Ted and his sister, Kat, wave to their cousin, Salim, as Salim gets on the London Eye. Half an hour later, Salim’s pod comes back down – but there’s no sign of Salim. Their parents, Salim’s mom, and eventually the police start looking for the missing boy, but no one is really listening to Ted and Kat – nor are they paying attention to the most interesting part of the mystery: that Salim disappeared from out of a sealed pod. Naturally, this means that the kids must launch an investigation of their own.
It’s a pretty clever mystery, but that’s not why the book stands out: it stands out because of the autistic narrator. Ted’s Asperger’s Syndrome (presumably; instead of naming it, it’s just called “my Syndrome” or “what he has,” which I find rather annoying) means that he sees the world differently; we see his constant struggle to interpret social cues, facial expressions, and body language. We also see him making connections that no one else does – and thus solving the mystery. It’s very well done, but I found my (non-autistic) brain getting really tired from trying to wrap itself around a different way of thinking.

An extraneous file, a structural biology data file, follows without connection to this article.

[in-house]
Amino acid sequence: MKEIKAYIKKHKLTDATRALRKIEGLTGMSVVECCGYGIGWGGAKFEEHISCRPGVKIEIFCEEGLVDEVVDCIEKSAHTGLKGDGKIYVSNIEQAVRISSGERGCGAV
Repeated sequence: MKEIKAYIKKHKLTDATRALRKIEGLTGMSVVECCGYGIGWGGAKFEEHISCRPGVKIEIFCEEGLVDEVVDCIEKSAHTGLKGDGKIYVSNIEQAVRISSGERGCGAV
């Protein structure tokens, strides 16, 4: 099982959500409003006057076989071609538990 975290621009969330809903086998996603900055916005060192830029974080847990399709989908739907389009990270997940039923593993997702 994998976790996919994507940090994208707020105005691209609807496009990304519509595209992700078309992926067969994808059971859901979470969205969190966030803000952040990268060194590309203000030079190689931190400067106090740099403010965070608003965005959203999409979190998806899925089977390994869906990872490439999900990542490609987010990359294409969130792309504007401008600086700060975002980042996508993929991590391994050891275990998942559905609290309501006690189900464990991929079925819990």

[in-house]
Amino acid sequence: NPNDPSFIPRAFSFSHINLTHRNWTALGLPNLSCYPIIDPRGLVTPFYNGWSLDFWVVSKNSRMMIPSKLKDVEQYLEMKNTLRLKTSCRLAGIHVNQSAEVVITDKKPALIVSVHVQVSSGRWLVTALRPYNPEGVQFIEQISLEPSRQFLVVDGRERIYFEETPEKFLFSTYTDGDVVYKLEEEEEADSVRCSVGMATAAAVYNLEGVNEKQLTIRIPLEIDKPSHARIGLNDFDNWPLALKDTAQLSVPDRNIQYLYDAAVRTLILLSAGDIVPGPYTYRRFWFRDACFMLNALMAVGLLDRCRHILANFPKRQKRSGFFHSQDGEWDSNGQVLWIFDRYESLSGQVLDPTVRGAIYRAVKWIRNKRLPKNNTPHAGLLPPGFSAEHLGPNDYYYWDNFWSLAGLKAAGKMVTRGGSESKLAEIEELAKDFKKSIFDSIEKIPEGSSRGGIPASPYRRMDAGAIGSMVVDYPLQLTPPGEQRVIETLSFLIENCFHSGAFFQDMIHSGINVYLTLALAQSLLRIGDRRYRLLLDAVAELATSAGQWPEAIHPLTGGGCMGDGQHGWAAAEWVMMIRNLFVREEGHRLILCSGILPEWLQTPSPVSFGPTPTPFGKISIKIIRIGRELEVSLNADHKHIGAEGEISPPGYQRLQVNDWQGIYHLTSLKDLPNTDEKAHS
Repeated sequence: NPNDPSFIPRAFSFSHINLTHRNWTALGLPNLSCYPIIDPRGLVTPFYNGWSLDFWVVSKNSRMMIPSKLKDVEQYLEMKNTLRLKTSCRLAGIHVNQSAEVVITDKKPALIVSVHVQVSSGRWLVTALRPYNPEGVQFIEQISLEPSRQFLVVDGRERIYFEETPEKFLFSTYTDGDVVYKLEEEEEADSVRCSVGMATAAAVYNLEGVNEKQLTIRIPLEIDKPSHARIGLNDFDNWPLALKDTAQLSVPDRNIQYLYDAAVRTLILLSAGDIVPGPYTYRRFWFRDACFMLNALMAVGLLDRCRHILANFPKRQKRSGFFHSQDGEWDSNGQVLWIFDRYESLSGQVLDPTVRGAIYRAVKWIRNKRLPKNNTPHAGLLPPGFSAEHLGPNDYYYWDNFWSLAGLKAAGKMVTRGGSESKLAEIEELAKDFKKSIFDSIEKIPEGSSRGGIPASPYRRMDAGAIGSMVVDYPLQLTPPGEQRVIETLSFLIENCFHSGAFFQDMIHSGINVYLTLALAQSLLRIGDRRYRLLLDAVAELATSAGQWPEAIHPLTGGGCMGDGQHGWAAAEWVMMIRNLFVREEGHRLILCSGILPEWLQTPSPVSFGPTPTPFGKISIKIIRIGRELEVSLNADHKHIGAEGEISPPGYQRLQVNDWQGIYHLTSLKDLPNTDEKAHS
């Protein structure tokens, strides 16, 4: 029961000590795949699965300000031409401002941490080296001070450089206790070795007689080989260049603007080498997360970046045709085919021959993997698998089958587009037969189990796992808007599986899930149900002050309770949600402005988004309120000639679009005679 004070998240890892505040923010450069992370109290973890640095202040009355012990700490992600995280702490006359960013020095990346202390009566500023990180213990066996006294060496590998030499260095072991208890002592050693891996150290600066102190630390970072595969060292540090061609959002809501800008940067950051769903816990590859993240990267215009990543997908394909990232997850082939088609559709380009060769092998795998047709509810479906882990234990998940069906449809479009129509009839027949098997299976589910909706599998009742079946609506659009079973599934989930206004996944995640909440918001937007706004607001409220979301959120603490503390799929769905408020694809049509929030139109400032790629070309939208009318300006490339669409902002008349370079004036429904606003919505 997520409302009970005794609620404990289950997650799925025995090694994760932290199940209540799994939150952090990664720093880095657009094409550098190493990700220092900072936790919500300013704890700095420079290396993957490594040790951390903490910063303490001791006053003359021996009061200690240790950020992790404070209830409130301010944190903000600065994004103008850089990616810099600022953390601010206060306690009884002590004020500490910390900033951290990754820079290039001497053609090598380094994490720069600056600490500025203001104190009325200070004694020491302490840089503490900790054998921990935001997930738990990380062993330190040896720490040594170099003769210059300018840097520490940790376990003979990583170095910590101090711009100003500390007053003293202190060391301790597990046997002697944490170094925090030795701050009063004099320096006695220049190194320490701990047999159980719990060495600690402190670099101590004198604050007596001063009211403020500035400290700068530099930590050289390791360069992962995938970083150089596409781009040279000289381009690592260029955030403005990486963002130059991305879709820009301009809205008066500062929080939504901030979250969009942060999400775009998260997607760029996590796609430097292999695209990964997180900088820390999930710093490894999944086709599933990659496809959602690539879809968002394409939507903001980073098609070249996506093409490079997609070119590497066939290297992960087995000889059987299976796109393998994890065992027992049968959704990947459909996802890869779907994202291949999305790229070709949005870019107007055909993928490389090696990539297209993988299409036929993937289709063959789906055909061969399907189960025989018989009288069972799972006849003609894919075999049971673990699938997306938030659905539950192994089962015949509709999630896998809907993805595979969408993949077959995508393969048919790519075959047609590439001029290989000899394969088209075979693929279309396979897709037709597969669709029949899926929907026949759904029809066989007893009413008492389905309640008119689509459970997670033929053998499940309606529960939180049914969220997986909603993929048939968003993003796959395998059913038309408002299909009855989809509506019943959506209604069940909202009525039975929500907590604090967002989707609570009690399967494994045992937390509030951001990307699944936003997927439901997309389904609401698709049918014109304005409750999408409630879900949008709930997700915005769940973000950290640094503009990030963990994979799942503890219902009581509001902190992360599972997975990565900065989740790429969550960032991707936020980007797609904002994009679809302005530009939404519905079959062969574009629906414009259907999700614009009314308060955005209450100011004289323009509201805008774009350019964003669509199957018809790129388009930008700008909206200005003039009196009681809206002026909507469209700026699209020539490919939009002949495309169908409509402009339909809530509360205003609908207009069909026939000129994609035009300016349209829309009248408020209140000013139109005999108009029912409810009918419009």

I really want to say something here connecting the experience of reading The London Eye Mystery – and, therefore, being immersed in an autistic way of thinking for 300 pages – to how people with autism are constantly immersed in a society that, collectively, has a non-autistic way of thinking. I’m not sure I can actually do so without seeming presumptuous – even having read this book, even having autistic acquaintances, I really don’t know what it’s like to be autistic, and I don’t want to pretend that I do. So I’ll leave it to you to draw inferences, in whatever way works for your brain.